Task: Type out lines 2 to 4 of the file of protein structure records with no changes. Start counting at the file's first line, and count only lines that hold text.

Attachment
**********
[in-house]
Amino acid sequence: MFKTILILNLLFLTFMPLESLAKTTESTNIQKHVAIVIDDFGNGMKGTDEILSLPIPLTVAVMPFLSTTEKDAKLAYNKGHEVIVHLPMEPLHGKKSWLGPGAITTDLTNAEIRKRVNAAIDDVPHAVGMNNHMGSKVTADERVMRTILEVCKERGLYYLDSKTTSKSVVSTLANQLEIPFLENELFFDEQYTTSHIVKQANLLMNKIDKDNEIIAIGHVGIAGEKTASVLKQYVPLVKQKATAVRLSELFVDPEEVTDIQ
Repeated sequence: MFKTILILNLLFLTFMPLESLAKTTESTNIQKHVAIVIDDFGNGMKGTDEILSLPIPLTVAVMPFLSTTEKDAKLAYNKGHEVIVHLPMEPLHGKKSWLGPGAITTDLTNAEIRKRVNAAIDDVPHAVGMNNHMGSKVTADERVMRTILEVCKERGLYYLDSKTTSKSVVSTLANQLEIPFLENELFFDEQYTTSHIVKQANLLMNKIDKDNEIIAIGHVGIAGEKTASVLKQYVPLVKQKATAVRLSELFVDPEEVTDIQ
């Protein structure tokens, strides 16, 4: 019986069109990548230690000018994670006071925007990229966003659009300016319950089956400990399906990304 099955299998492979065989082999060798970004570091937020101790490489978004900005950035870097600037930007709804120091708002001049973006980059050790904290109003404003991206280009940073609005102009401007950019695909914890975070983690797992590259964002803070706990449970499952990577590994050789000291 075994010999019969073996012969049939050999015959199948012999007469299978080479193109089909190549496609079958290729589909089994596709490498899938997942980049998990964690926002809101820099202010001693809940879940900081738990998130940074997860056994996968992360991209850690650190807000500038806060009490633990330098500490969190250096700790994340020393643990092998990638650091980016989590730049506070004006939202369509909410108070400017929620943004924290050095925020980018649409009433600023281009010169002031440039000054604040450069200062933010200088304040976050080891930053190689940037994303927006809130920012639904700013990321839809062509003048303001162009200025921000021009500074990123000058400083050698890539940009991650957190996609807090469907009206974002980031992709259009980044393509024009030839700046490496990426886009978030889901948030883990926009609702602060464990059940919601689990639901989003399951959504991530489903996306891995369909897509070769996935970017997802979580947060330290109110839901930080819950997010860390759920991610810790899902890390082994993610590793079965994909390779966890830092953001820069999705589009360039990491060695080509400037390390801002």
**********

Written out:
Amino acid sequence: MFKTILILNLLFLTFMPLESLAKTTESTNIQKHVAIVIDDFGNGMKGTDEILSLPIPLTVAVMPFLSTTEKDAKLAYNKGHEVIVHLPMEPLHGKKSWLGPGAITTDLTNAEIRKRVNAAIDDVPHAVGMNNHMGSKVTADERVMRTILEVCKERGLYYLDSKTTSKSVVSTLANQLEIPFLENELFFDEQYTTSHIVKQANLLMNKIDKDNEIIAIGHVGIAGEKTASVLKQYVPLVKQKATAVRLSELFVDPEEVTDIQ
Repeated sequence: MFKTILILNLLFLTFMPLESLAKTTESTNIQKHVAIVIDDFGNGMKGTDEILSLPIPLTVAVMPFLSTTEKDAKLAYNKGHEVIVHLPMEPLHGKKSWLGPGAITTDLTNAEIRKRVNAAIDDVPHAVGMNNHMGSKVTADERVMRTILEVCKERGLYYLDSKTTSKSVVSTLANQLEIPFLENELFFDEQYTTSHIVKQANLLMNKIDKDNEIIAIGHVGIAGEKTASVLKQYVPLVKQKATAVRLSELFVDPEEVTDIQ
């Protein structure tokens, strides 16, 4: 019986069109990548230690000018994670006071925007990229966003659009300016319950089956400990399906990304 099955299998492979065989082999060798970004570091937020101790490489978004900005950035870097600037930007709804120091708002001049973006980059050790904290109003404003991206280009940073609005102009401007950019695909914890975070983690797992590259964002803070706990449970499952990577590994050789000291 075994010999019969073996012969049939050999015959199948012999007469299978080479193109089909190549496609079958290729589909089994596709490498899938997942980049998990964690926002809101820099202010001693809940879940900081738990998130940074997860056994996968992360991209850690650190807000500038806060009490633990330098500490969190250096700790994340020393643990092998990638650091980016989590730049506070004006939202369509909410108070400017929620943004924290050095925020980018649409009433600023281009010169002031440039000054604040450069200062933010200088304040976050080891930053190689940037994303927006809130920012639904700013990321839809062509003048303001162009200025921000021009500074990123000058400083050698890539940009991650957190996609807090469907009206974002980031992709259009980044393509024009030839700046490496990426886009978030889901948030883990926009609702602060464990059940919601689990639901989003399951959504991530489903996306891995369909897509070769996935970017997802979580947060330290109110839901930080819950997010860390759920991610810790899902890390082994993610590793079965994909390779966890830092953001820069999705589009360039990491060695080509400037390390801002």